BWW Blog: To the Mothership - Day Three - LADY DAY and BUYER & CELLAR

Day three was yet another roller coaster of emotions as we went from the tragic yet beautiful to the hilarious. I guess I planned this schedule pretty well. Let's start with the beyond words amazing Audra and then we'll move on from there.

LADY DAY AT EMERSON'S BAR & GRILL

BWW Blog: To the Mothership - Day Three - LADY DAY and BUYER & CELLAR
Audra McDonald in Lady Day at Emerson's Bar and Grill
Photo credit: Evgenia Eliseeva

If you think you're in for one of Broadway's most incredible talents to simply be singing a bunch of Billie Holiday tunes then you could not be more wrong. This is not a concert, it's a tragedy. A beautifully packaged tragedy with a bunch of Billie Holiday tunes as its foundation but a tragedy none the less as we watch the final decent of one of America's greatest jazz legends. It's March of 1959 and very late in the evening and we're about to witness one of the very last performances of Billie Holiday (Audra McDonald) just four months before she would pass away. She walks up to the stage at Emerson's in south Philadelphia, obviously high, and what follows is Lady Day's own personal meandering and unsteady walk down memory lane all the while her music director, Jimmy Powers (Shelton Becton), attempts to keep her on track and on stage long enough for her to sing her contractually obligated numbers.

It's a raw nerve of a play by Lanie Robertson that is, tragically, based on actual events. And if the play weren't good enough, add into that the sheer talent of Audra McDonald and what you have is an evening of theater that will lift you up one minute and tear your heart out the next. We all know McDonald's voice and how beautiful it is so when she steps up on stage and opens her mouth in this you wonder where these sounds are coming from as it's eerily not the usual Audra. You soon learn that she's basically channeling Holiday as the voice and mannerisms are spot on. But it goes beyond a simple impression as she displays such immense vulnerability and honesty in the role. And it's never a jab at Holiday or the mocking of a legend but a tribute, albeit a sobering one as we watch an icon crumble under the weight of years of booze, drugs and pain. This is a performance for the ages. And yes, it's historically exciting that McDonald could be the first woman to win a Tony in all four acting categories (Lead and Featured in a Play and Musical as Lady Day is in the play category) and she could tie Julie Harris with six wins, but after seeing this performance I have no doubt in my mind that she deserves it. So I'm putting my money on her.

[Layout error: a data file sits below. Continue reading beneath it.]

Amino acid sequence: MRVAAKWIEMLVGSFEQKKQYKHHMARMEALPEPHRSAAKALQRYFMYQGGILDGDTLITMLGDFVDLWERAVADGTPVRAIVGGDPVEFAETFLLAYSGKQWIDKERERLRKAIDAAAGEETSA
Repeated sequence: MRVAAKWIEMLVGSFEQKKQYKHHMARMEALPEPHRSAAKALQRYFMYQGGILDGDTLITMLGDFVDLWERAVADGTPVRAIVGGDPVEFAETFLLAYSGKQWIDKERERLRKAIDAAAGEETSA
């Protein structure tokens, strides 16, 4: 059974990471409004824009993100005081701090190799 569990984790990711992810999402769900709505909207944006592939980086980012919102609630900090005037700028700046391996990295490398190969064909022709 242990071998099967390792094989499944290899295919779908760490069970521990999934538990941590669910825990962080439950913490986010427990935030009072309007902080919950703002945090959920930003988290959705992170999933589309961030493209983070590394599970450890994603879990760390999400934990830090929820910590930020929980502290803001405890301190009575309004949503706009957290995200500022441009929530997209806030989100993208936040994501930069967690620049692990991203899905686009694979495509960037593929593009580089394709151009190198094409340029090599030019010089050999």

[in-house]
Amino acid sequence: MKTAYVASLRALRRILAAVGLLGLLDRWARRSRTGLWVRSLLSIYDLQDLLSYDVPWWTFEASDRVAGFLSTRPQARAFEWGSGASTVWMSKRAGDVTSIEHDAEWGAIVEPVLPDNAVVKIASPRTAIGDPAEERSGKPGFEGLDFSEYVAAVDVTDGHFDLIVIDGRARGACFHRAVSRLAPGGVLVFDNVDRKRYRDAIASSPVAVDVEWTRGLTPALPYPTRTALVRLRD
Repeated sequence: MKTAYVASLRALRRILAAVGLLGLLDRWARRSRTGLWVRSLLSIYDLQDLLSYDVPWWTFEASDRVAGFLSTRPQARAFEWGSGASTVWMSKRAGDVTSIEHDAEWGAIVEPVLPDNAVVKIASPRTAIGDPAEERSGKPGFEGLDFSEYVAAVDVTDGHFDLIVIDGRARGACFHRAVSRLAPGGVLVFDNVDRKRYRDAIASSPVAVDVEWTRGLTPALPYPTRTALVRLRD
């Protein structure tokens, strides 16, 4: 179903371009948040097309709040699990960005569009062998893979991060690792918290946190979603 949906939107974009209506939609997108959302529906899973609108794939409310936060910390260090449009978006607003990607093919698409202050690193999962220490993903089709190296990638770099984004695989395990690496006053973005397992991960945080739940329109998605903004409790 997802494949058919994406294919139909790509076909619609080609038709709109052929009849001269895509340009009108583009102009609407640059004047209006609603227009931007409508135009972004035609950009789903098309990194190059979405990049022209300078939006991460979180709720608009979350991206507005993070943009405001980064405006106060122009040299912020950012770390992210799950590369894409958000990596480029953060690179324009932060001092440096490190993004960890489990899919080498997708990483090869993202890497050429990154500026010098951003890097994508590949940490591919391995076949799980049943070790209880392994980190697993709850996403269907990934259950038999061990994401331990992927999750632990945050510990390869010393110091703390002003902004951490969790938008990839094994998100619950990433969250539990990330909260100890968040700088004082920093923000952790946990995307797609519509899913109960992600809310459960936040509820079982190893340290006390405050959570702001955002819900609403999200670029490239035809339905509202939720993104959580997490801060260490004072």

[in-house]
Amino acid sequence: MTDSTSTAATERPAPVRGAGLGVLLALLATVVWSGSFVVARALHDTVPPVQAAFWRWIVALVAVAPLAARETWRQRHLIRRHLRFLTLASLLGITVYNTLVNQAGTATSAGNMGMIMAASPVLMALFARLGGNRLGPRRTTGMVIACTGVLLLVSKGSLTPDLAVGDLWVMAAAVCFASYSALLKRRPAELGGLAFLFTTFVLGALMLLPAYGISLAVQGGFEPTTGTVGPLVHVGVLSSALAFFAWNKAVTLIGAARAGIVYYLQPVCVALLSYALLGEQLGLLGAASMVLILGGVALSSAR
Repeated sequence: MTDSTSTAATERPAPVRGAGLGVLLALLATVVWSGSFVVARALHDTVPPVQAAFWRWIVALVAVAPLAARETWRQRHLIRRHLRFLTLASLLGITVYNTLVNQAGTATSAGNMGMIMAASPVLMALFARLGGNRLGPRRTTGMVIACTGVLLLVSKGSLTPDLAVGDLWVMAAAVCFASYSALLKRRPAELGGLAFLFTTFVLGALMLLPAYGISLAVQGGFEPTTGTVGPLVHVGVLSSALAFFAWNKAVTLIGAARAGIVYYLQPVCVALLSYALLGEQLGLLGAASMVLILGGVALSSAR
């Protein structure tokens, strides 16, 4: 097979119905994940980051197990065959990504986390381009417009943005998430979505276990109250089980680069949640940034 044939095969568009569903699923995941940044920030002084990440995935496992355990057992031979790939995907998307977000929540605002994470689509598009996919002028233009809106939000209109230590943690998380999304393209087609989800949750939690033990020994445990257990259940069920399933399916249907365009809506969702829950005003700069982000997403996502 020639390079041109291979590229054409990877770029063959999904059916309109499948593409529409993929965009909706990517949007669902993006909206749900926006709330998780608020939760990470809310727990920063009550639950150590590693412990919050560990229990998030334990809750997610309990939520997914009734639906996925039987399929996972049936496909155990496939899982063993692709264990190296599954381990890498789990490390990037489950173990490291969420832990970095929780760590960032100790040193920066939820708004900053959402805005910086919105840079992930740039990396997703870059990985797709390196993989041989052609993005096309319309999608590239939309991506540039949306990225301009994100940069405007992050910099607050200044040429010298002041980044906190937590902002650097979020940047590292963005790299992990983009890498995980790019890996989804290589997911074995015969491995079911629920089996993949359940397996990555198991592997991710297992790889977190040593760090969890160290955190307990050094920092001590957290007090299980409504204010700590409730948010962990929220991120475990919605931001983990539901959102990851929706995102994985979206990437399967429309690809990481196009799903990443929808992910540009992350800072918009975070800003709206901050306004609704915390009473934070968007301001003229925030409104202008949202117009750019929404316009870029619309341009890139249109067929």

For more information on the show, visit them at www.ladydayonbroadway.com.

BUYER & CELLAR

BWW Blog: To the Mothership - Day Three - LADY DAY and BUYER & CELLAR
Christopher J. Hanke in Buyer and Cellar
Photo credit: Joan Marcus

After that I'm so glad I had a riotous comedy to move on to. So I wended my way down to the West Village, had a slice of Bleeker Street Pizza, and entered the somewhat fictional and hilarious world of "Buyer & Cellar". This incredible machination from Jonathan Tolins stems from the all too real book on Barbra Streisand's love for design which includes a section on how she has a mall in the basement of her Malibu home filled with her possessions. There's where the truth of the piece ends (as we are all too clearly made aware of at the top of the show for legal reasons I'm sure). What follows is Tolins' hysterical imagining of what if Streisand actually hired someone to work in the mall as its proprietor in service to its one and only customer, her. Enter Alex More (Christopher J. Hanke), a struggling actor who's just been fired from the Magic Kingdom for an inappropriate comment to an unruly child and has now found himself in a fantastical world that most gay men would give their left arm to peek inside.

Hanke is adorable, engaging, and sidesplitting complete with delicious facial expressions and tons of heart. He takes on the piece with such a genuine love for the play and its subject that his exuberance completely draws you in. And considering the entire play is just him, it's a good thing. But he's more than up to the challenge and carries the evening with such grace that I could have watched for another 90 minutes. I can see why the play has been such a hit and Hanke is a wonderful addition to the run.

For more information on this one, catch them at www.buyerandcellar.com.

So that's it for a whirlwind Sunday. With only a few more shows to go, I'll see you all tomorrow with a murderous tale from the popular girls.

See ya!

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Jay Irwin Born and raised in Seattle, WA, Jay has been a theater geek for years. He attends as many shows as he can around the country and loves taking in new exciting works.

Instituting a new three letter rating system for my reviews for 2014. They'll range from best to worst as WOW (A can’t miss), YAY (Too damn good), MEH+ (Good, with some great things going for it), MEH (Just OK), NAH (You can miss this one) and WTF (I think you can figure out my complex code there).

Jay is also an actor in the local Seattle scene. Follow me on Twitter @SeattleBdwyGeek







 
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